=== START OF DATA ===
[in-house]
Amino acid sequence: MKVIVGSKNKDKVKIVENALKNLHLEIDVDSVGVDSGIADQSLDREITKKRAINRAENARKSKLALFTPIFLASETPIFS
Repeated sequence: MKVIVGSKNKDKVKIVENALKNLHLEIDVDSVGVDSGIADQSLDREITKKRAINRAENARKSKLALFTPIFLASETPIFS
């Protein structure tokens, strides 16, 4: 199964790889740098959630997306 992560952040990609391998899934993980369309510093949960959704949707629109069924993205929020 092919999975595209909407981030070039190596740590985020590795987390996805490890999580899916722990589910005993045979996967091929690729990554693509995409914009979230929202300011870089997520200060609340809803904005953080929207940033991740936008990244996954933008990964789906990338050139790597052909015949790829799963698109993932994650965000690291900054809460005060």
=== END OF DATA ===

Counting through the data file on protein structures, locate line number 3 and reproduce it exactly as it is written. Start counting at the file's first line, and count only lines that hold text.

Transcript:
Repeated sequence: MKVIVGSKNKDKVKIVENALKNLHLEIDVDSVGVDSGIADQSLDREITKKRAINRAENARKSKLALFTPIFLASETPIFS